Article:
Expected to last for 100 years, the homes will offer residents and the Seabird Island community a lifetime of reduced maintenance and significant savings in heating and operating costs. The high performance building envelope, combined with renewable energy systems, is expected to reduce energy use by 75% when compared to a typical home. The three wind generators (of which one is receiving its world premiere at the site) provide about 15% of the total energy required for the homes.

A member of the Sto'lo Nation, Seabird Island is one of the largest First Nation communities in BC's Fraser Valley. The community has seen their registered membership more than double since 1975 to 720 members.

"We have - like many other First Nation communities - experienced numerous challenges to providing healthy, affordable and durable housing for our members," explains Marcie Peters of the Seabird Island First Nation Council Housing Portfolio.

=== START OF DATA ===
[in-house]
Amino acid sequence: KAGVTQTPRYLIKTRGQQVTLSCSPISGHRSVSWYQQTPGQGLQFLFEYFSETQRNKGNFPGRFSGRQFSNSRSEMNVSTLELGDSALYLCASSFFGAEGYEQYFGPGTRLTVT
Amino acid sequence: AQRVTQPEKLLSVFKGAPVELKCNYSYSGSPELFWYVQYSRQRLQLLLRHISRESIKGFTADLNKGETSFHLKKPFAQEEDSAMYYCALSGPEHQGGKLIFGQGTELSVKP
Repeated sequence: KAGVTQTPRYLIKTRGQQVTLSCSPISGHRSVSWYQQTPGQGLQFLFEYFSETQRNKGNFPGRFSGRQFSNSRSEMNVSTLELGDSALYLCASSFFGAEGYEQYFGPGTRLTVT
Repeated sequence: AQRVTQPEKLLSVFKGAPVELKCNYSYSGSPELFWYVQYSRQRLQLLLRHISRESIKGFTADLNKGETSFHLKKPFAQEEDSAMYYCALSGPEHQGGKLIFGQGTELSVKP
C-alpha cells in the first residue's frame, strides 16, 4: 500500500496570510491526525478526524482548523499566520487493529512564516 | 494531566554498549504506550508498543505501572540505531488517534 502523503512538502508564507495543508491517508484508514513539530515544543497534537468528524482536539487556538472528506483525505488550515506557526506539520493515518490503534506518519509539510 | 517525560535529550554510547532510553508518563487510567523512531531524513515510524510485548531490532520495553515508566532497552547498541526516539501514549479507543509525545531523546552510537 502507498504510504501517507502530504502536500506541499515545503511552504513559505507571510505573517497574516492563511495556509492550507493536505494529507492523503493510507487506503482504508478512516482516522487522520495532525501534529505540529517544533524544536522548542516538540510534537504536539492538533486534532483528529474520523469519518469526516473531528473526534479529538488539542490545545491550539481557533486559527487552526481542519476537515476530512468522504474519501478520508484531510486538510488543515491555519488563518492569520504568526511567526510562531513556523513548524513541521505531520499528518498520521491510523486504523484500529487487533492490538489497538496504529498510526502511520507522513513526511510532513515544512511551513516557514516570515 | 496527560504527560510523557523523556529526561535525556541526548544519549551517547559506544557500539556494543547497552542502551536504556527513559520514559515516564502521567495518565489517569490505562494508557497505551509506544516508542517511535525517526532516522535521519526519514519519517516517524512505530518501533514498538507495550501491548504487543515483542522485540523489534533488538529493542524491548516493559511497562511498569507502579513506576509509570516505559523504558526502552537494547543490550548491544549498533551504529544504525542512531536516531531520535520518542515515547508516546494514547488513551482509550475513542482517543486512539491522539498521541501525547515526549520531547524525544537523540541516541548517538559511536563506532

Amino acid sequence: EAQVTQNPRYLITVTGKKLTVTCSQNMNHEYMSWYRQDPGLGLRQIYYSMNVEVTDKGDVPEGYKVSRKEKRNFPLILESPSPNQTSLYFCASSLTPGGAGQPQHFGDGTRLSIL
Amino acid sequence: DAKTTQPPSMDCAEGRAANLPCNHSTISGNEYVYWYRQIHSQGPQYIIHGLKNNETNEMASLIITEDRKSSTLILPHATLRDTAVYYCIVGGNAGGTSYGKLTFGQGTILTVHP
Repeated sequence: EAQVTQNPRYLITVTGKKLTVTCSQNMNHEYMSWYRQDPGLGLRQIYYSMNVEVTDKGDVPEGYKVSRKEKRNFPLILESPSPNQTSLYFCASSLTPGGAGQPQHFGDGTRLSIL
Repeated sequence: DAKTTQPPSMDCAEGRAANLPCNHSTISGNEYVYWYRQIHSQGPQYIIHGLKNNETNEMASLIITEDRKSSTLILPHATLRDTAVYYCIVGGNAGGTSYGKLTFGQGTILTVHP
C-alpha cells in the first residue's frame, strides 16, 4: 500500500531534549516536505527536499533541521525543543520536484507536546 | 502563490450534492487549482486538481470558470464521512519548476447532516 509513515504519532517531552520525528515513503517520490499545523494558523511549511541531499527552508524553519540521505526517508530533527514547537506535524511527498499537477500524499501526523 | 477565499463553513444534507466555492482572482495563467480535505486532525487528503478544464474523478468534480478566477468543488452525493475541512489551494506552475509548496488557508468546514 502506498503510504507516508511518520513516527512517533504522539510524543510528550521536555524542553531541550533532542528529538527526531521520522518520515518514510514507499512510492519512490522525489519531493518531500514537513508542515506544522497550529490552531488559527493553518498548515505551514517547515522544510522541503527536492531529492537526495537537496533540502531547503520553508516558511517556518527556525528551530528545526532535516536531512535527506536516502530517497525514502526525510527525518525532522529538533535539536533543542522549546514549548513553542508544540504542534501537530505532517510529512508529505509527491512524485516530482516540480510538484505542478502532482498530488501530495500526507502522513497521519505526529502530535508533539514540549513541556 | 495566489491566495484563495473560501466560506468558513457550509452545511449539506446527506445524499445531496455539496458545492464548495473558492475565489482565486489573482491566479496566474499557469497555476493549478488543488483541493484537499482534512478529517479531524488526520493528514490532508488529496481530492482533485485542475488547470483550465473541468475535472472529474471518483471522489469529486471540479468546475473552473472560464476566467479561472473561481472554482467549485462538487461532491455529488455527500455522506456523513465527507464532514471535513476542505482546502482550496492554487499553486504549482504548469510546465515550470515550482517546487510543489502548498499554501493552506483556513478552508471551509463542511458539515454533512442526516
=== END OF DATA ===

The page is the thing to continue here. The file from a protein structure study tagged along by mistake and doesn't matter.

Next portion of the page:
"This project has provided us with a unique opportunity to incorporate our traditions, but in a modern way. For example, the flexibility of the design reflects the traditional way we live, it allows for our families to remain unified within one structure yet provides independence and private living space. The earth tubes and radiant floor heating and cooling system provide a comfortable living environment. Our ancestors knew this and built their pit homes in-ground where it was cool in the summer and warm in the winter," she added.

Together, CMHC and INAC will contribute more than $1.1 million towards the development of the project, with CMHC contributing $667,175 in lifetime subsidies over the project's 25 year mortgage through the On-Reserve Housing Program, and an additional $200,000 in funding for the demonstration component. There has also been strong industry support from over 20 companies, including the Platinum Sponsors: BC Hydro, Canex Building Supplies Ltd., Dupont Canada Inc., EMCO Corporation, Renewable Energy Sources and VicWest Corporation.